February 13, 2011




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February 13, 2011

Anglers –


It appears the coldest weather has now past, recent days have been mostly sunny, at times moderate cloud cover, overall conditions were on a warming trend compared to last week. Winds were still unpredictable, most of the time coming from the north, at times swinging out of the south. Ocean water temperatures raised a couple of degrees this week, now averaging 69 to 72 degrees, warmest areas now near the 95 spot, outside of Chileno.


Finding any sufficient supply of sardinas became difficult this past week, minimal supplies of this bait source were netted near Palmilla, hardly enough to have the needed chum for possibly chumming up the yellowfin tuna that have been schooling off of Santa Maria, these tuna were in the 15 to 25 pound class, but were very finicky and lots of bait was needed to have the best opportunities.


The most consistent fishing action has been closer to shore, over rocky structure, typically in depths ranging from 100 to 150 feet. Anglers used a combination of sardina, red crabs (when available) and yo-yo style iron jigs to catch a wide range of species, including red snapper (huachinango), cabrilla (leopard grouper), amberjack, yellowtail, yellow snapper, triggerfish, bonito, black skipjack and shark. These fish were all great eating species, averaging less than ten pounds, but also a few larger fish to over 20 pounds were accounted for. On an average morning charter groups could expect to catch three, four or five different types of fish and anywhere from 5 to 15 total landed.  


Stretches close to shore were holding sierra, roosterfish and at time yellowtail. Slow trolling with sardinas was the most productive method of finding action, though anglers also reported success on hoochies and Rapalas.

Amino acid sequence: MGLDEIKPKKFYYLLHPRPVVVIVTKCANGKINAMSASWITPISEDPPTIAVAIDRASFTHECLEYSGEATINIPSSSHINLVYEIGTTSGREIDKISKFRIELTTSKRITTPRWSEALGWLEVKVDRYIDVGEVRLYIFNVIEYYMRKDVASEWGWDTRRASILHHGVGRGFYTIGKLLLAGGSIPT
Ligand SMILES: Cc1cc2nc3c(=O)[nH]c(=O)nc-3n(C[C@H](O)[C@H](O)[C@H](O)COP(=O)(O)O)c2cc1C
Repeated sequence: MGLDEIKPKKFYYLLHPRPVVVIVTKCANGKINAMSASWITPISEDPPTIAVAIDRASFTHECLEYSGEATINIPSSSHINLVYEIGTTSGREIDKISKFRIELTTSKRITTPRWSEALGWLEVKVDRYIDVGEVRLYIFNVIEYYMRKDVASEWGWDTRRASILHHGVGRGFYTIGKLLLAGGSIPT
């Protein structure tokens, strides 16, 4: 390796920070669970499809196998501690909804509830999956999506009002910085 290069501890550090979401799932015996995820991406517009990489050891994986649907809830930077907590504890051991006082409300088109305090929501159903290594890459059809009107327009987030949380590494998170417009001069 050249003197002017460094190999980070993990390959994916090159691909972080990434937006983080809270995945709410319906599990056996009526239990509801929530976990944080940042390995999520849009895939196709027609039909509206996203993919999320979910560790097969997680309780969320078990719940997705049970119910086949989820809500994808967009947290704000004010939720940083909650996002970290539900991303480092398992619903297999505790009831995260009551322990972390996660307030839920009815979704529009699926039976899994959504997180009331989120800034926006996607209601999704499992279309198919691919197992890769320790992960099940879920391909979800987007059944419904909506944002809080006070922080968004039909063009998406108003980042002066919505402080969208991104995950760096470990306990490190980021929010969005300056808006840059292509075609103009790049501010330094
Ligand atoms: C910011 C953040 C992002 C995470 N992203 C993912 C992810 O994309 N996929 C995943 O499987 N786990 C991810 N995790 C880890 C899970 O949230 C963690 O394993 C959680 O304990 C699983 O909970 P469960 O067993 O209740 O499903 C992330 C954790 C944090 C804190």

Pelagic red crabs are being found on the local fishing grounds, this has been more of a commercial pangero deal than sportfishing.  Each day these pelagic crabs are found on the surface, varies daily as to exactly where. These small crustaceans are what the red snapper are being caught on, pretty much exclusively since this is what these true red snapper now have a taste for.


Striped marlin activity has been scattered, though anglers wishing to target these billfish have had an average of a couple opportunities per day on stripers ranging up to 120 pounds, much of this action was found 8 to 15 miles off of the Palmilla to Chileno region. Strikes came on trolled lures, rigged ballyhoo and dropped back baits. We expect as water temperatures raise some and attract more offshore bait species, such as mackerel, sardinetas and flying fish, we will see improved action offshore.


The combined panga fleets launching from La Playita/Puerto Los Cabos sent out approximately 44 charters for the past week, with anglers reported a fish count of: 4 striped marlin, 22 bonito, 15 amberjack, 22 cabrilla, 183 yellowtail, 114 huachinago (red snapper), 46 sierra, 32 roosterfish,14 dorado, 44 yellowfin tuna, 26 triggerfish, 3 mako shark, 1 wahoo and 45 black skipjack.  


Good fishing, Eric





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